Nobody can tell the future. Six months ago, I would have never guessed (even for April Fool’s Day) that we would find ourselves here, in a real-life version of the film Contagion. Modelling a black swan event like COVID-19 with traditional quantitative techniques is extremely difficult, due precisely to any black swan event’s inherent unpredictability. However, several machine learning methodologies exist that, when used in conjunction with our machine learning software Boosted Insights, can help model the pandemic risk factor. We can hedge risk, bet on a fast recovery or bet on long drawn out damage depending on our view.
To model these scenarios, first we identify the companies most directly related to the pandemic. To do this, we will delve into a field outside of traditional quantitative techniques. Natural Language Processing (NLP) is a subfield of linguistics that utilizes machine learning to analyze large amounts of language data. Within NLP there is a branch called topic modelling. Topic modelling is a set of techniques that scan a set of documents (called a corpus), detecting word and phrase patterns within them and automatically clustering word groups and similar expressions that best characterize the corpus. In this case, we can use it to identify words and topics related to COVID-19. Then, we can find words and topics related to different companies and find the ones that connect most strongly to the COVID-19 topics. In topic modelling, you must first find the set of data you want to learn from. You want a set of data that captures all the information pertinent to the topics you’re trying to model. News articles, encyclopedias, blog posts and analyst reports can all be useful sources. In this case we want to model COVID-19, so we’ll need data from December 2019 (when news of the Coronavirus first started appearing) until present to best capture everything known about it. Wikipedia is a particularly valuable corpus because it has information on many topics, and many articles link directly to other articles directly, providing a hint on what entities are related to other entities. Wikipedia, though community edited (and therefore a possible source of bad information), has robust sourcing from a variety of different news outlets and information is aggregated constantly across the world, which provides good data for the machine to work off of. After identifying the source of the data there are several techniques that can be employed. The simplest is co-occurrence. Co-occurrence assumes that if two words appear in the same documents often, they must be connected and conversely, if two words don’t appear together frequently then they must not be connected. From there we can move onto Latent Semantic Analysis (LSA) and its successor Latent Dirichlet Allocation (LDA) which extends the idea of co-occurrence to model the fact that documents contain a collection of topics and all words belong to a topic. If Word A is related to Word B and Word B is related to Word C then A is related to C. LDA is still heavily in use but newer techniques use neural networks. The two most common neural network models are Word2Vec and Deep Semantic Similarity Model (DSSM). Depending on the variant of these techniques the full context of every word is used (the articles it appears in, the words around it, any articles it connects to, etc.) to predict other related words or topics.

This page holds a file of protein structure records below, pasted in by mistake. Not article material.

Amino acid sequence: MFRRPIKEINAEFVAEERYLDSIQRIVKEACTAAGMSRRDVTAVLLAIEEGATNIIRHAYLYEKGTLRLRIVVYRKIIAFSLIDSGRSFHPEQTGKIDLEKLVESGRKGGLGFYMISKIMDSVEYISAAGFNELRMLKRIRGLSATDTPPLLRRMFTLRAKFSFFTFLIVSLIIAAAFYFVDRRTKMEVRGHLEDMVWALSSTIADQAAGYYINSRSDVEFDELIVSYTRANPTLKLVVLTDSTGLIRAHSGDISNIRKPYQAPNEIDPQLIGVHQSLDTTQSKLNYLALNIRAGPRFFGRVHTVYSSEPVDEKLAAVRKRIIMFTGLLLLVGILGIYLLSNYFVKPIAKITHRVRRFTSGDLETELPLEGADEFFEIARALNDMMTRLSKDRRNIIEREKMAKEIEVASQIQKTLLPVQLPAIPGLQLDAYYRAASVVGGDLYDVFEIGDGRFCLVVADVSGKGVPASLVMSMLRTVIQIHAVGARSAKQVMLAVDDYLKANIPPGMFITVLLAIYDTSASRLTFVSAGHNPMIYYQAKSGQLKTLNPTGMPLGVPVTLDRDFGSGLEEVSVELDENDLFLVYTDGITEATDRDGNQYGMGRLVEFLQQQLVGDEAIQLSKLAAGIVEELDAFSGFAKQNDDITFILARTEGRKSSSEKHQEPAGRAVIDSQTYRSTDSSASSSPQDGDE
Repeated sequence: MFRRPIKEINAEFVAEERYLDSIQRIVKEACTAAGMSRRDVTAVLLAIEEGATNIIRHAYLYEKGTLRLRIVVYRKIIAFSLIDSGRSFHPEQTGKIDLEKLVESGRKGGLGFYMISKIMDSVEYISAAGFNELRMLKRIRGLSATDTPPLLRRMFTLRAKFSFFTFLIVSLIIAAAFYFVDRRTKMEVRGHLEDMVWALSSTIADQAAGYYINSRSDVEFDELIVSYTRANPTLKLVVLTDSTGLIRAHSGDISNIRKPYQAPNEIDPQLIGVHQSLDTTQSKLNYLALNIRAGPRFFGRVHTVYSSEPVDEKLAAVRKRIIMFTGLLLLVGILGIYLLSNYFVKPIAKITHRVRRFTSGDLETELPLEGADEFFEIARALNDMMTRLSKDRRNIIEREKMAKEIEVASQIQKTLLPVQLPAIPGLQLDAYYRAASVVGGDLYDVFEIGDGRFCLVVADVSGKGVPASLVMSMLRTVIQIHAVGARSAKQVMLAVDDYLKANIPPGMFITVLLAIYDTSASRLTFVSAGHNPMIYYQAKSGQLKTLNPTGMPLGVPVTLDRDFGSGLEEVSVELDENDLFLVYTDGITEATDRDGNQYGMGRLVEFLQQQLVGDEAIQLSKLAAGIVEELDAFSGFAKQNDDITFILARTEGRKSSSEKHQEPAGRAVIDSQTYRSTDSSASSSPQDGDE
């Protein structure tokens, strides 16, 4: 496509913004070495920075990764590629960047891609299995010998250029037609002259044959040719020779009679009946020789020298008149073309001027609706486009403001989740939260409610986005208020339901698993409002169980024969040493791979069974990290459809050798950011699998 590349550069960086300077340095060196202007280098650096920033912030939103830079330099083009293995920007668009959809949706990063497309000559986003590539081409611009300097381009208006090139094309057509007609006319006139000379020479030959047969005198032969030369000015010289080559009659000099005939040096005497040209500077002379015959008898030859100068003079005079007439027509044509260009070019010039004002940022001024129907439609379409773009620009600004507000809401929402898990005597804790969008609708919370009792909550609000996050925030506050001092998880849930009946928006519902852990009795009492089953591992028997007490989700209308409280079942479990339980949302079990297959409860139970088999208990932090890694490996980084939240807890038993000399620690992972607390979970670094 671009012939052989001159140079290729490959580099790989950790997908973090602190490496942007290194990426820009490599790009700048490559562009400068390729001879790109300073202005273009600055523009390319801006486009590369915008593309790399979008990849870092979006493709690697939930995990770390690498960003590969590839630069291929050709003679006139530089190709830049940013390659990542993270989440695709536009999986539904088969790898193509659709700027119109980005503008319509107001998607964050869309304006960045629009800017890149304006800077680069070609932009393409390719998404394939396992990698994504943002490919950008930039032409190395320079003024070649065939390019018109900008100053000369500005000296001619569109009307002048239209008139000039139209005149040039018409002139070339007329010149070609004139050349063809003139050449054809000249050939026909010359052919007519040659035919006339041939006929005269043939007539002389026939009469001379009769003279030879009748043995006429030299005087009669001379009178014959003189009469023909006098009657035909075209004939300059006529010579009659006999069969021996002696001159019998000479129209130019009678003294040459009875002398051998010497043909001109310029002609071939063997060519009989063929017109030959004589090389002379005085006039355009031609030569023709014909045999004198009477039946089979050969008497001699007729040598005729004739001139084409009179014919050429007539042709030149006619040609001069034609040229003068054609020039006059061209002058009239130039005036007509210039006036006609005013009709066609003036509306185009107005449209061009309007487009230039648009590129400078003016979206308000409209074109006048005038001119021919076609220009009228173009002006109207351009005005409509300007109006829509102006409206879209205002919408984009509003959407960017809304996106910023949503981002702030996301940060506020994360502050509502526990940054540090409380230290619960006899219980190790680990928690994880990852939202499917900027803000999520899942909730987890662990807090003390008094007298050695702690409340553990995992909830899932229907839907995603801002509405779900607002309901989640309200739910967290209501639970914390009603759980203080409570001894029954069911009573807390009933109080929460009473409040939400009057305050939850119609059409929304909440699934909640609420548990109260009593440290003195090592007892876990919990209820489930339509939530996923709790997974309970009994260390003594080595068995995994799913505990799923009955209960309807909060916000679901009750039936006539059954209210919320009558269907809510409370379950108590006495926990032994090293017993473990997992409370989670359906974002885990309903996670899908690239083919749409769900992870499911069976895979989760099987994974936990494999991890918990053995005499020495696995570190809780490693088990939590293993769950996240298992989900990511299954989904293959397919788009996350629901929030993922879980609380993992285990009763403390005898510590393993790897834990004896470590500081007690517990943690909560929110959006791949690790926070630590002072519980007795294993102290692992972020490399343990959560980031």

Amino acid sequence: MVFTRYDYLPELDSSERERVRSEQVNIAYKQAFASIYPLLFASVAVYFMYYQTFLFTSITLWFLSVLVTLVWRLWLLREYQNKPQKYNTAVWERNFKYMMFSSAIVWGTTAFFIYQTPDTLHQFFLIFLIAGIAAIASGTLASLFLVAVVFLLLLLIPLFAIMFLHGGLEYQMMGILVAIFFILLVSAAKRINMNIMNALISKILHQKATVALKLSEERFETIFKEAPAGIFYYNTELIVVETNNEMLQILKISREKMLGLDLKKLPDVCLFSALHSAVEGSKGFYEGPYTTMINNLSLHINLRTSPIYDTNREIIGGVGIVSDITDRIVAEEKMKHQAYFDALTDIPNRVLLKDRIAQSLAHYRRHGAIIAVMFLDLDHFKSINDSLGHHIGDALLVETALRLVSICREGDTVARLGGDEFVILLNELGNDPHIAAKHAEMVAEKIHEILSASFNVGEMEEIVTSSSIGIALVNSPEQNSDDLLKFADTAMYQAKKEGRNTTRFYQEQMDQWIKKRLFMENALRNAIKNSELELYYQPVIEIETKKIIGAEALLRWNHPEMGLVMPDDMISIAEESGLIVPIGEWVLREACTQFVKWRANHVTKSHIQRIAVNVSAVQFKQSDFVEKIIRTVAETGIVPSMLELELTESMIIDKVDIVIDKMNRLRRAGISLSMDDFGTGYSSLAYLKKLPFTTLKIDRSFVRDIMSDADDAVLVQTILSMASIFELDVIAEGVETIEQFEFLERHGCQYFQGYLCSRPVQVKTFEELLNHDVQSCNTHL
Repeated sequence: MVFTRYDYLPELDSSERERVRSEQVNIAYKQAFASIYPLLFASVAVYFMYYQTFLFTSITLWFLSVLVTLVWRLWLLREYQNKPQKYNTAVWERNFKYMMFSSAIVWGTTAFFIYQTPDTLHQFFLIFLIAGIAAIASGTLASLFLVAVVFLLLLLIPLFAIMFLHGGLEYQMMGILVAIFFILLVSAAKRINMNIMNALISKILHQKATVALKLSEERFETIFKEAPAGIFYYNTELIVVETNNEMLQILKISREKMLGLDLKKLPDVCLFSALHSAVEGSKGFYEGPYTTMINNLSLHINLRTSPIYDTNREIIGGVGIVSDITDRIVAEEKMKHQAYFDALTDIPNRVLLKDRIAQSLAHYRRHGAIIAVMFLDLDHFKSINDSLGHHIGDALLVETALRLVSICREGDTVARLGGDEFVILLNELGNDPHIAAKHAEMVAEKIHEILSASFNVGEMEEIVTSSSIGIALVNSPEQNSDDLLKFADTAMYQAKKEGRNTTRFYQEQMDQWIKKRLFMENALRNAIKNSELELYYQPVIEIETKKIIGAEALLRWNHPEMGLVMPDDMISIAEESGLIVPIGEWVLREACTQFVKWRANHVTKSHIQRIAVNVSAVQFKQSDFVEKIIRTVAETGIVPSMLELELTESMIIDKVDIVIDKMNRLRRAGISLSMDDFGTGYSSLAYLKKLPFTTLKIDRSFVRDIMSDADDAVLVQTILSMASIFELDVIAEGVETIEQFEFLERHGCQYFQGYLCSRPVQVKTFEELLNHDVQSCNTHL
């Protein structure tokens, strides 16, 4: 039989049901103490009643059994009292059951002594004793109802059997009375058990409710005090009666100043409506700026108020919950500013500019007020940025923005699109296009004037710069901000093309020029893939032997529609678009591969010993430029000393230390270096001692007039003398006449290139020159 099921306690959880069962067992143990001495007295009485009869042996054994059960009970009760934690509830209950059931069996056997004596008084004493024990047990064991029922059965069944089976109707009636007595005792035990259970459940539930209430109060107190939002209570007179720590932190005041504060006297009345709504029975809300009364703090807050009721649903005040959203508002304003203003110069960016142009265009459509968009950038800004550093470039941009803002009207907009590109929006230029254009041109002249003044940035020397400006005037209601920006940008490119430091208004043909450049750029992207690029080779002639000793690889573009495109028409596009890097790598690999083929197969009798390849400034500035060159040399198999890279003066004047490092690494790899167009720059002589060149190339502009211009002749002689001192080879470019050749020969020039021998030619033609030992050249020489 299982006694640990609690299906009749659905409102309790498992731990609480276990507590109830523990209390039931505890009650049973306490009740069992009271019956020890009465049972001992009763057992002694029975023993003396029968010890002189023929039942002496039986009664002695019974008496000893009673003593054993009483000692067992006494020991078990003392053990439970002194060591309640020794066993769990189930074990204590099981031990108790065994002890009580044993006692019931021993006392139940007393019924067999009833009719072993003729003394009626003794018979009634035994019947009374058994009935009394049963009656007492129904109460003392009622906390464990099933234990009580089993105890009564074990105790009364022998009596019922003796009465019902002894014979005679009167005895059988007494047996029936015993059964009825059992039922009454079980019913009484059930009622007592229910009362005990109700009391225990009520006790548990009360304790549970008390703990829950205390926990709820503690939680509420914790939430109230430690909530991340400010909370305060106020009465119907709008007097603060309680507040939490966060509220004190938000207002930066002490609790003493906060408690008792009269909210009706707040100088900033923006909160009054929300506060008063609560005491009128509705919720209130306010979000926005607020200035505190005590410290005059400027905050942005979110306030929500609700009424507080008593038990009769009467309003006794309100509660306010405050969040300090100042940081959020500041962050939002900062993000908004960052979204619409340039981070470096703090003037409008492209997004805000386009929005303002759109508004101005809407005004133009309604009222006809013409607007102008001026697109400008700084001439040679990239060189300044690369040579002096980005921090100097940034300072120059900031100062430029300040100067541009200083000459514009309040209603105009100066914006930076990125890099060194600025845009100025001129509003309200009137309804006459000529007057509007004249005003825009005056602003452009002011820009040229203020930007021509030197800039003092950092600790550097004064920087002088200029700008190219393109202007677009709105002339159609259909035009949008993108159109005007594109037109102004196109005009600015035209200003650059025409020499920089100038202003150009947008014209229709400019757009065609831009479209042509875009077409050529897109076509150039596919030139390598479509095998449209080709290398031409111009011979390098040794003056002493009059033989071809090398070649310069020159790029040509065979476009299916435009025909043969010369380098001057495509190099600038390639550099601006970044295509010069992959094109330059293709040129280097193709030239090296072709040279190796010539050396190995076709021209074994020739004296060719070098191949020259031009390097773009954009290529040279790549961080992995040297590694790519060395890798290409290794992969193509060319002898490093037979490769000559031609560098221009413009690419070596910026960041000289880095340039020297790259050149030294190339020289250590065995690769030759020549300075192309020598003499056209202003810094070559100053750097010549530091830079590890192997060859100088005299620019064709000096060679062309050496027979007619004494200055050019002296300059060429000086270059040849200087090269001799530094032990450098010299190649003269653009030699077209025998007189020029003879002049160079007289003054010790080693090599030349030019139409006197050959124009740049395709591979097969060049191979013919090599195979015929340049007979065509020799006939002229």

Now we can figure out which words and topics most heavily relate to COVID-19. The next step is identifying words and topics related to each company. Depending on the data used for topic modeling we could just use our topic modelling system to grab topics for each company. However, we may want different data for finding company keywords. As an example, Wikipedia could potentially be a good source of data to find topics related to COVID-19, but we might also want to use 10-Qs, analyst reports, and earnings call transcripts to find keywords related to the company. Topic modelling requires millions of documents so even with those examples, we don’t have enough data. Instead, we turn to another area of NLP called Named Entity Recognition (NER). NER is a set of techniques that locate and classify named entities (such as keywords, commodities, locations, risk factors, etc.). The simplest and easiest are variants of Term Frequency-Inverse Document Frequency (TF-IDF). TF-IDF finds words that are common in the current document but rare in every other document. From there you can use learning techniques like Conditional Random Fields (CRF) and Long Short Term Memory neural networks (LSTM) to explicitly learn what words are important based on sentence structure, grammar, and other language clues.